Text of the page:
The redistributive reforms (or follies) of the 20th century were largely inspired by two leading economic thinkers: Karl Marx and John Maynard Keynes. Notwithstanding their ideological differences, they had one point in common: for both of them, income equalization serves to promote economic growth.
For Marx and his progeny, class struggle would lead to the demise of capitalism and to its replacement by a superior, egalitarian system (socialism) that would usher the human kind into a world characterized by the abundance of goods and services to be distributed according to each one's needs.
A similar correspondence between income equalization and economic efficiency formed part of Keynes' ideological paraphernalia. To combat recession, he argued, income should be redistributed among the poor - through hiring workers for public works. The rationale: the wealthy save more than the low-income classes, whereas what is needed at times of recession, Keynes added, is to reactivate aggregate demand (hence consumption) so as to induce firms to increase output and enlarge payroll.
The 20th century showed the limits, or rather, the failure, of both policy visions. Contrary to Marx's anticipation, the construction of the communist paradise turned out to be an economic fiasco and a political nightmare. Keynes' policy prescriptions, for their part, led to the "stagflation" debacle that nearly paralyzed the world economy in the 1970s.
In spite of such failures, the belief that income equalization enhances economic growth continues to pervade conventional wisdom. That belief lies behind the entitlement spree that advocates soaking the rich through taxation so as to give the State the means of promoting growth by reducing inequalities among social groups, regions and countries.
The idea has given birth to the welfare state, with its cohort of bloated bureaucracies and inefficient unemployment benefits, pay-as-you-go pension schemes and education and health services. The idea has, too, brought about a variety of aid programs involving the transfer of wealth from richer to poorer regions within a country as well as between countries.
The entitlement extravaganza is not alien to the cascade of crises that have shaken the world economy during the past few years.
It was indeed the entitlement mania that created the conditions for the subprime crisis of 2007. The origin of that crisis can be traced back to Jimmy Carter's Community Reinvestment Act (CRA), which, in order to facilitate access to housing, compelled banks to provide unwise lending to subprime clients. Alan Greenspan's low-interest-rate policy did the rest to engender the housing bubble that culminated in the 2007 crisis.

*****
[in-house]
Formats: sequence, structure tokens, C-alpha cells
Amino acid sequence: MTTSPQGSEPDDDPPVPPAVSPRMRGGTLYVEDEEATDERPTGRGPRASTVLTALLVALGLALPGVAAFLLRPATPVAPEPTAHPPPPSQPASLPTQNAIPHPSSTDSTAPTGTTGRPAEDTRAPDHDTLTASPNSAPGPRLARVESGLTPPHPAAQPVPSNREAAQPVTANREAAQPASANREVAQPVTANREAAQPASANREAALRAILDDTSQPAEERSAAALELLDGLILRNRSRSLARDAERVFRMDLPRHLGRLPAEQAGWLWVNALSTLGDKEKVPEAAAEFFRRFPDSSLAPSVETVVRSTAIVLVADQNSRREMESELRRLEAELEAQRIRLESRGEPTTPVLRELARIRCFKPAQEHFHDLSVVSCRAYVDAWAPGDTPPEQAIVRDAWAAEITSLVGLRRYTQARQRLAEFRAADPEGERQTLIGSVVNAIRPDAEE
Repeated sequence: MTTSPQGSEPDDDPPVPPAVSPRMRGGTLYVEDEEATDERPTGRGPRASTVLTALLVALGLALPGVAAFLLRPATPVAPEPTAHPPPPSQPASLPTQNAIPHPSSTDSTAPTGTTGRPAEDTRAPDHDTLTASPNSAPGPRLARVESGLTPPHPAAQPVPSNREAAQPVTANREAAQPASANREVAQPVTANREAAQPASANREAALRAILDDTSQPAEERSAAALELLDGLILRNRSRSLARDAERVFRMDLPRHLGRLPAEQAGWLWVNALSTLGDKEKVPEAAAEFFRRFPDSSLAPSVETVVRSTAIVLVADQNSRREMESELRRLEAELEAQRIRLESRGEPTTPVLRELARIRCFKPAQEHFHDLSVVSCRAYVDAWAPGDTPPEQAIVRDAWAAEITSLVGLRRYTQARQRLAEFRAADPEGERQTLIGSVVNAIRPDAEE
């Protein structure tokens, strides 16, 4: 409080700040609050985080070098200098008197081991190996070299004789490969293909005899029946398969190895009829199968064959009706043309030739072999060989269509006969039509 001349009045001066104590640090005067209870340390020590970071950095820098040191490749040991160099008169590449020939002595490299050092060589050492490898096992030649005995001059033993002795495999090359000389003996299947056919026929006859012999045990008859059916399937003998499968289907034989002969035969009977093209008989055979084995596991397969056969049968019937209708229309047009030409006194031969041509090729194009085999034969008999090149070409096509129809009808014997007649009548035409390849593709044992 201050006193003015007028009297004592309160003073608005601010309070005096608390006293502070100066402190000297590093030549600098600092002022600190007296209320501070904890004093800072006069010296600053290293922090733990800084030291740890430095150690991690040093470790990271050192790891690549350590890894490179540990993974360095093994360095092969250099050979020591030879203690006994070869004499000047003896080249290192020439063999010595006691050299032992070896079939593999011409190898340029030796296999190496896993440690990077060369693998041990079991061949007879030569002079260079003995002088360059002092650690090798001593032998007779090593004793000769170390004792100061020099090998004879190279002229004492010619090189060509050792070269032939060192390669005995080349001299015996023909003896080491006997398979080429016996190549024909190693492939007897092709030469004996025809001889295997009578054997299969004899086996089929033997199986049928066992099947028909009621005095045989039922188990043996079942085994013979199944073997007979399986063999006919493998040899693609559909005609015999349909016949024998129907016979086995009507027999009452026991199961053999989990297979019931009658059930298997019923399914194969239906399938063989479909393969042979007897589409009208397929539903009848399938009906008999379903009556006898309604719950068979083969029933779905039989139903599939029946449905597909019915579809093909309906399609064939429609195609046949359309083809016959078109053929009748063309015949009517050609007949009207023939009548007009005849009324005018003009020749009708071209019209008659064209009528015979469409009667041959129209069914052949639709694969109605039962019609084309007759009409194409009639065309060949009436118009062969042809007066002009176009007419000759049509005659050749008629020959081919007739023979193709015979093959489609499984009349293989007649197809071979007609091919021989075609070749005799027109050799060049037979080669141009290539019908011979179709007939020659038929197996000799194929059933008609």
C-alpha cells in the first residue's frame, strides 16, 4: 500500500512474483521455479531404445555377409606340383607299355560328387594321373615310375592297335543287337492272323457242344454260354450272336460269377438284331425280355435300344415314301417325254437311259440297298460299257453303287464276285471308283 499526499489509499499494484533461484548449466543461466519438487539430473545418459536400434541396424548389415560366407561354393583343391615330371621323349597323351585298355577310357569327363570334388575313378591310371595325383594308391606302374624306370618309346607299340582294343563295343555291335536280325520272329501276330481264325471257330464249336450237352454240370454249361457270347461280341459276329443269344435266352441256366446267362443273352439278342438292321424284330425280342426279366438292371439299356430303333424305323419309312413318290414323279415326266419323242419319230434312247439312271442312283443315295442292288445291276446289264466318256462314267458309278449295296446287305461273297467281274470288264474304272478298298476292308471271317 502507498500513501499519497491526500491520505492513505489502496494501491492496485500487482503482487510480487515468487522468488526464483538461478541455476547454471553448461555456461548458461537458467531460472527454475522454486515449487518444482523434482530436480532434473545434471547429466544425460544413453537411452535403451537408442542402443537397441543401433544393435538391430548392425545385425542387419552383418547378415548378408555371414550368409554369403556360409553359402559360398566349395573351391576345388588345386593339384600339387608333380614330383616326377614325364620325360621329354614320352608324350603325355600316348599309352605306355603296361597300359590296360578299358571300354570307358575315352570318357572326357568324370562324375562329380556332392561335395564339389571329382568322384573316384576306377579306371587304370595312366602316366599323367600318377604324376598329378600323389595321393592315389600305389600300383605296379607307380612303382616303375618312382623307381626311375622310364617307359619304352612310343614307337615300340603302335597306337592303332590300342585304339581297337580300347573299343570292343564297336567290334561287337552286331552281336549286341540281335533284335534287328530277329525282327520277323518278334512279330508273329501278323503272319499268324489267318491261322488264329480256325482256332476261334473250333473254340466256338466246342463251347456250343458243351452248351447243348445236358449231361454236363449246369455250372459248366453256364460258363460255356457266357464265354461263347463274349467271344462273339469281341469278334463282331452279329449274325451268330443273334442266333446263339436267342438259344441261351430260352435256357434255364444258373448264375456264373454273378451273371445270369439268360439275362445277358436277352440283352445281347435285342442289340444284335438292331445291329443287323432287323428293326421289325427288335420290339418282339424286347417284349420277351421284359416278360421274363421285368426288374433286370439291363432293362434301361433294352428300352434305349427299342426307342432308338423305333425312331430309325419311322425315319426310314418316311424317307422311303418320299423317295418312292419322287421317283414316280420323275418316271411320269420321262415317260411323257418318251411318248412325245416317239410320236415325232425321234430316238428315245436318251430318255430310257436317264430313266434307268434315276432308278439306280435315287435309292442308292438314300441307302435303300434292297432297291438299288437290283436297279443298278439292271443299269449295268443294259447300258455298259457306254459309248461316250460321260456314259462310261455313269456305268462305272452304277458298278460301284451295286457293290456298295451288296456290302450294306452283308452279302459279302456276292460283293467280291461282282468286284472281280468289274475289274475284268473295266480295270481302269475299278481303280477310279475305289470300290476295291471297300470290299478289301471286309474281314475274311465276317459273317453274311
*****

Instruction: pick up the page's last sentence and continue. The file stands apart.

The huge amounts of public spending that the entitlement spree entails are in turn at the root of the sovereign-debt crisis that is crippling the financial health of countries of southern Europe.
Furthermore, to finance entitlements, taxes on firms operating in countries with a prodigal welfare state have been on the rise. The international competitiveness of affected firms is hampered accordingly. Hence the hollowing-out of industries, to the benefit of countries offering lower labor costs.
The income-equalizing splurge has bred secessionist forces in more than one European nation. The wealthy regions of the Netherlands, Italy and Spain, to mention just a few cases, are increasingly reluctant to cede, through taxes, the fruit of their efforts to profligate central-government bureaucracies or to poorer regions that do not stand out for their efficiency in managing the resources transferred to them.
In the same vein, the German population (which agreed to make considerable sacrifices with a view to recapturing international competitiveness) is calling into question the usefulness of providing financial rescue to countries where indispensable, supply-side policy reforms encounter the opposition of well-entrenched vested interests and, in some cases, where government institutions prove to be unable to effectively deal with graft.
The inefficiencies involved in inter-country transfers of funds have been present, too, in the so-called "development aid." Studies carried out separately by William Easterly and Dambisa Moyo neatly demonstrate that, rather than becoming an engine of growth, development aid has served to feed corruption, fund bloated bureaucracies and maintain uncompetitive industries in the Third World.
All these anomalies, disparate as they prima facie seem to be, stem from one single source: the profligacy, waste and misallocation of resources that the egalitarian, entitlement fever in its different forms brings about.
No one with an ounce of humaneness could possibly preach maintaining, or worse, exacerbating, social and regional inequalities. But when a model exhibits so many dysfunctions - as is the case of today's entitlements system - it is legitimate to call into question the validity thereof.
The time has come to dislodge the infatuation with entitlements from the center of economic policy-making and put in its place the pursuit of efficiency and economic growth through supply-side incentives and rewards.